Here are a few:
A good first step — especially for those who are still on the fence and have reservations on the matter — would be to acknowledge and accept that people are free to identify themselves as they wish and that there is no one way to express one’s self and one’s love — not to mention that HIV exists. With this first step, individuals will have an easier time trying to understand and empathize with each other and possibly help each other overcome challenges such as HIV, gender inequality and other similar issues.
One of the many benefits of the digital world we live in today is that seemingly unlimited information is readily available within our fingertips. This is key because part of creating an HIV-free world also entails learning more about it, the groups of people who usually contract and ways in which the virus can be eradicated.
With a clear understanding of HIV, creating a world without it would mean spreading the word, engaging in discourse and spreading your knowledge to uninformed people. In advocating, one can also learn more through like-minded people looking to express themselves as well.
Lastly, to further disseminate information and knowledge while building a sense of community, it would be good to take action and support calls and campaigns such as Durex’s “No One Way Love All Ways” Campaign that supports and promotes all ways of living and expressing.
“A big challenge in the fight against HIV has always been the lack of acknowledgement and proper education on the matter,” said Dr. Rica Cruz, licensed psychologist, sex therapist and educator. “While the current situation presents difficulties as physical events cannot be staged, the opportunity to use available technologies such as social media and online webinars can also be utilized to our advantage. These are excellent tools for spreading the word to a wider audience from the comforts of our home while still being safe in more ways than one.”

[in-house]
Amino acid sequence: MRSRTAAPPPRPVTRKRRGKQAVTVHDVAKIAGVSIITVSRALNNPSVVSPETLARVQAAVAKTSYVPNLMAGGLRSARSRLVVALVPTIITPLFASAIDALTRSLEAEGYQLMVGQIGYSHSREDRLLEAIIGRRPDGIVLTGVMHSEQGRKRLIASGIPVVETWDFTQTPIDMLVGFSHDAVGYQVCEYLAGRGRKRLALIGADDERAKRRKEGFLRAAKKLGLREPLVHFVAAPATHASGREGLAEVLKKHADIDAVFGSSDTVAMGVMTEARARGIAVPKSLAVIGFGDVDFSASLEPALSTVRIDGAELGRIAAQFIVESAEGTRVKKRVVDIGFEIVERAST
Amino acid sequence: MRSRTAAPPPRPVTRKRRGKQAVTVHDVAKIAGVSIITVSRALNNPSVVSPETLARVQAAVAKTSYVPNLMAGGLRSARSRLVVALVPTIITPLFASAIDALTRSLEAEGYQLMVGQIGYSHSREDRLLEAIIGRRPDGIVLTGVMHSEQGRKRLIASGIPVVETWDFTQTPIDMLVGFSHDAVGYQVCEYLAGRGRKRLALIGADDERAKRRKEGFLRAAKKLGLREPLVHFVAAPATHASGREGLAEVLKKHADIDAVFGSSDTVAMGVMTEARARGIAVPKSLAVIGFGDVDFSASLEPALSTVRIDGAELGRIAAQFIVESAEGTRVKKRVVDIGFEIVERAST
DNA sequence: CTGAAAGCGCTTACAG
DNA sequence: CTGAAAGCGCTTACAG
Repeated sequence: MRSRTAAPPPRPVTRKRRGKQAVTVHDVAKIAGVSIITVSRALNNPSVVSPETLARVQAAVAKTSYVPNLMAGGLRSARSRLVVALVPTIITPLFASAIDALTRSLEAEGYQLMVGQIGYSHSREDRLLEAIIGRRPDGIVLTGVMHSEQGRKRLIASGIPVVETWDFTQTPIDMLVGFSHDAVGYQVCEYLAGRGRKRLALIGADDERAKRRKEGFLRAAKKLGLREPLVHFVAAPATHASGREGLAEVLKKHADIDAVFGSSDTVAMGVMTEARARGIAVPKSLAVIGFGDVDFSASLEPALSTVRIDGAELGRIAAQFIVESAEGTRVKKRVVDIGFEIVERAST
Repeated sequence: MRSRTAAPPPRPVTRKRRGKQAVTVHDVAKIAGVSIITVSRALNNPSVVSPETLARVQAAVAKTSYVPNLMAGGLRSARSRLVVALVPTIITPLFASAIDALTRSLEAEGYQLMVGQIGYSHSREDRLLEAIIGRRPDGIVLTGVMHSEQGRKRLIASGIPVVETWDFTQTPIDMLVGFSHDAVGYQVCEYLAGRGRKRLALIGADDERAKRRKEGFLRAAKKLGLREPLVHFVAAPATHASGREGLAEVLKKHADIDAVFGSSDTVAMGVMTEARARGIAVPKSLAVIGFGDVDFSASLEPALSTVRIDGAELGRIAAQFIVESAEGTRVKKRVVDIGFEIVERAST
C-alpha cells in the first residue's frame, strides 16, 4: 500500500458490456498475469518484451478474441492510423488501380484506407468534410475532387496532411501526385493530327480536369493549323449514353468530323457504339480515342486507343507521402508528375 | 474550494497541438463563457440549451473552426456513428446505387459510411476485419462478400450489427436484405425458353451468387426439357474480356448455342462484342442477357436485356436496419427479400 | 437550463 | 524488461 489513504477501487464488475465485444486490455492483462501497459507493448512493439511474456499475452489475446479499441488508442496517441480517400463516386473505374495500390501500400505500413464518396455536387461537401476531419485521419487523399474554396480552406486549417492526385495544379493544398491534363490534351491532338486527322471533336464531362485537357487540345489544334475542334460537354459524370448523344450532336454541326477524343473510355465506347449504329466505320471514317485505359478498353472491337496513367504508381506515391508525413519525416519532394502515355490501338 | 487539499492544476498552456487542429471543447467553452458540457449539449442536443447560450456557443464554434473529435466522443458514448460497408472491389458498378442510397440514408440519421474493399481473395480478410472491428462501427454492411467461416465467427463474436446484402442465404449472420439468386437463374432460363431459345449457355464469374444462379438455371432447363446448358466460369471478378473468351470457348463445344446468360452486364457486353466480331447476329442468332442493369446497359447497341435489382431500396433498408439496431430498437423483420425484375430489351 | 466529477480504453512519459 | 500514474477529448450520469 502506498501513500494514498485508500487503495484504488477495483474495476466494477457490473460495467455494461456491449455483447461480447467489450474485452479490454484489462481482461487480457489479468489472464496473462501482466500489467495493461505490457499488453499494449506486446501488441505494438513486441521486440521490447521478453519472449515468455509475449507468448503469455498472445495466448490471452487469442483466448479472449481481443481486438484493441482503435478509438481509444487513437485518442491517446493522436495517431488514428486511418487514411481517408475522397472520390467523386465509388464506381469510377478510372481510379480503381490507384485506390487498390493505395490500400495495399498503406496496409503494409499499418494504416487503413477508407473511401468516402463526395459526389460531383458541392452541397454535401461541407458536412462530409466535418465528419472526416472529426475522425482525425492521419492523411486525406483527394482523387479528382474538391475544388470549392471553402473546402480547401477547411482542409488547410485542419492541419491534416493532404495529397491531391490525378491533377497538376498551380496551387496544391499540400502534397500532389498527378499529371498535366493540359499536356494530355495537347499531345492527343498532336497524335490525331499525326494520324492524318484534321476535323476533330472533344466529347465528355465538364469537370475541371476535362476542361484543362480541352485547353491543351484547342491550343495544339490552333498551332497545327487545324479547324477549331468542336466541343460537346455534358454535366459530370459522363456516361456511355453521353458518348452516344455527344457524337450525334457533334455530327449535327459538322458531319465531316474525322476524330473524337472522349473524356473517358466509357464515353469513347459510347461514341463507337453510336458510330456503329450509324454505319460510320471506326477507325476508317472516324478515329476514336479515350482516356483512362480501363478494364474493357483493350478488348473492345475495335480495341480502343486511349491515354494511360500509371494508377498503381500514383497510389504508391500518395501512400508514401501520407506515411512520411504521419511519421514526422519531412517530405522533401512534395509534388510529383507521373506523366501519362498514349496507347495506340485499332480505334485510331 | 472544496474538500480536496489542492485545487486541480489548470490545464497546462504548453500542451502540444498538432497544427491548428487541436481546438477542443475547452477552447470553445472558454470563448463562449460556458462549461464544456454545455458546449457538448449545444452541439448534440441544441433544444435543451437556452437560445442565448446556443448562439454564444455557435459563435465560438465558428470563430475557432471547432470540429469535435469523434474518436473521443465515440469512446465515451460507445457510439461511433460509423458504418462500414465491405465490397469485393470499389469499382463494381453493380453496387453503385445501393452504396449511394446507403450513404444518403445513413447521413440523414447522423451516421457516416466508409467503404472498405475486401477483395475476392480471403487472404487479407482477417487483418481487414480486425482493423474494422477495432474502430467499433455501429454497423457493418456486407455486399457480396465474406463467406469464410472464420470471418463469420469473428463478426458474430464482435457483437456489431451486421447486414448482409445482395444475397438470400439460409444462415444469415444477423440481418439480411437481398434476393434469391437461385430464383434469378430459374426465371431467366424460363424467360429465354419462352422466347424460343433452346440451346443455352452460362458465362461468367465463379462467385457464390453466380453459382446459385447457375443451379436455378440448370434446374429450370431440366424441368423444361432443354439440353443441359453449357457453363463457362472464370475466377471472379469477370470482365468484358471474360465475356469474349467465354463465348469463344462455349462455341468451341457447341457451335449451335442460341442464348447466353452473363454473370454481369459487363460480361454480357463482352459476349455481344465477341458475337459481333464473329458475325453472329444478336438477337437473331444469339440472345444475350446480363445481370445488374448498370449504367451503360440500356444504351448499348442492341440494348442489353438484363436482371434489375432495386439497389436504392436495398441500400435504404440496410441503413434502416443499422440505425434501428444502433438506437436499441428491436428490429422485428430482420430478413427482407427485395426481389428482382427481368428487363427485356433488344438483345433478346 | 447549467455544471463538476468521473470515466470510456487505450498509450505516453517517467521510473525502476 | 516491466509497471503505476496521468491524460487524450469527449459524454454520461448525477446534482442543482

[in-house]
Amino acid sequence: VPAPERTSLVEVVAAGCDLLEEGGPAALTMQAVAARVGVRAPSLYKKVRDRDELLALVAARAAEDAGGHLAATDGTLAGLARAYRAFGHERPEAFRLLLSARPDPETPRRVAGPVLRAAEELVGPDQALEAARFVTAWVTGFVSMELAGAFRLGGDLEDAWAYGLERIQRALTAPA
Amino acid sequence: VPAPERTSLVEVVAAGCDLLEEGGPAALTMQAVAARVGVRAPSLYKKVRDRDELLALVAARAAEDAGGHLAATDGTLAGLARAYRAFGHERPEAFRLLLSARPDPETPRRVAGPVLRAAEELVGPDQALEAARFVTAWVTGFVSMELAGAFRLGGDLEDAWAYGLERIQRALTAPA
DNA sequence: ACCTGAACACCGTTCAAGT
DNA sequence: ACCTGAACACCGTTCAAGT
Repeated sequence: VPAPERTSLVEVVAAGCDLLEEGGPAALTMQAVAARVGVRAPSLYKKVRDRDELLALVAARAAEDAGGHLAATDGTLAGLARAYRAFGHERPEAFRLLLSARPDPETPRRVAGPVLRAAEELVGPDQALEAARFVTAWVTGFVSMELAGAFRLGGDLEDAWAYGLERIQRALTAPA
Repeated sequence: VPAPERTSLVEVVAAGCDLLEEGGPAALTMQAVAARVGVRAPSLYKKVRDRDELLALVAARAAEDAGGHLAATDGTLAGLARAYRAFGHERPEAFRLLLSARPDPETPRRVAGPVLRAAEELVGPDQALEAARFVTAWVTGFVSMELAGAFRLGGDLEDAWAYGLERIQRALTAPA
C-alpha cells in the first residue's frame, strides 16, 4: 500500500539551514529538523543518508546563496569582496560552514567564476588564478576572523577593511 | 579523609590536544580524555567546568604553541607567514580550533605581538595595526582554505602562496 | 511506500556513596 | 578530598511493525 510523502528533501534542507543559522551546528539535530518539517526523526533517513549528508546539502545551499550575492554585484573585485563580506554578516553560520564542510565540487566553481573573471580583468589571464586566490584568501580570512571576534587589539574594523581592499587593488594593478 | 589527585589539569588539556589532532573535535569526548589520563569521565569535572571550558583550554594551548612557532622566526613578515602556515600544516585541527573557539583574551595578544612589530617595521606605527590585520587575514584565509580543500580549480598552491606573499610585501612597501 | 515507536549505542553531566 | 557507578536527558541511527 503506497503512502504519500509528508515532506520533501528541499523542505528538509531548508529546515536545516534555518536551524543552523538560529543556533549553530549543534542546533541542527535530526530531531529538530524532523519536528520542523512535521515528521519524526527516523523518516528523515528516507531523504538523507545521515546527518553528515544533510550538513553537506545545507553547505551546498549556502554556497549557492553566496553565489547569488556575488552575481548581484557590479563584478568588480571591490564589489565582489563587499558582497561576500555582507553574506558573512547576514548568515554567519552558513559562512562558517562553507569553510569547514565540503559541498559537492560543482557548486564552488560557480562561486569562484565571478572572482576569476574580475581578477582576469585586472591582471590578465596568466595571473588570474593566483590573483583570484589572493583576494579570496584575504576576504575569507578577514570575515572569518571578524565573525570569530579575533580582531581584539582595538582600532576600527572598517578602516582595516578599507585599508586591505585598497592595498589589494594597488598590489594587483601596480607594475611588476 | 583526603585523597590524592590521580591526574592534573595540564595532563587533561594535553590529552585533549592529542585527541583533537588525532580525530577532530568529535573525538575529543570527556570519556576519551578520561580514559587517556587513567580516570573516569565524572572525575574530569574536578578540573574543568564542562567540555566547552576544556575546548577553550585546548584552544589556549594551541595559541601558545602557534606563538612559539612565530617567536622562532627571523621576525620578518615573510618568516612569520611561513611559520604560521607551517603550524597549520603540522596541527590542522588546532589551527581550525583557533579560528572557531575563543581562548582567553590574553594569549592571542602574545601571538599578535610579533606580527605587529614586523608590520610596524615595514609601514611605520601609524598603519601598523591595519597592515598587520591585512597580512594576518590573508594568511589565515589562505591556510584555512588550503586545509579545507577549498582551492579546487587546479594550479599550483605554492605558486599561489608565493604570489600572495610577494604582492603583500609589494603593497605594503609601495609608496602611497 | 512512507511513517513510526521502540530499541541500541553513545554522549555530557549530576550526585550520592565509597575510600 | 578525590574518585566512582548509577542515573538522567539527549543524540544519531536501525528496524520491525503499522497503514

Panay Queer literary anthology in the works
Young LGBTQ+ writers in Panay Island are being invited to submit their literary works for the first edition of a literary journal to be launched in 2021. The project, Pagsulat Duag, is organized by local organizations Iloilo Pride Team, Hubon Manunulat: West Visayan Writers and Kasingkasing Press, with their international partners ASEAN SOGIE Caucus and Voice.
The organizers hope that the submissions — personal essays, poems, short stories, and other forms — “can shed light on how it is to be young, queer and Ilonggo” and give “insights on gay experience and on its current condition” in Panay.
The call is open to writers who were born in Panay, or have lived in Panay for at least four years and who are under 32 years old.
Works may be written in Western Visayas languages (Hiligaynon, Kinaray-a and Aklanon), Filipino and English, and must not have been previously published.
Special preference is given to voices from the marginalized sectors such laborers, out-of-school youth, farmers, fisherfolk and persons with disability.
The project began as the first Pagsulat Duag: A Writing Workshop for the LGBTQ Youth (PD) held in June 2019, with participants from barangay Rizal Lapuz in La Paz, Iloilo City. In collaboration with Gabriela Panay-Guimaras, the barangay hosted the workshop in its chapel. The participants were able to write touching stories, encouraging the organizers to hold workshops in other barangays.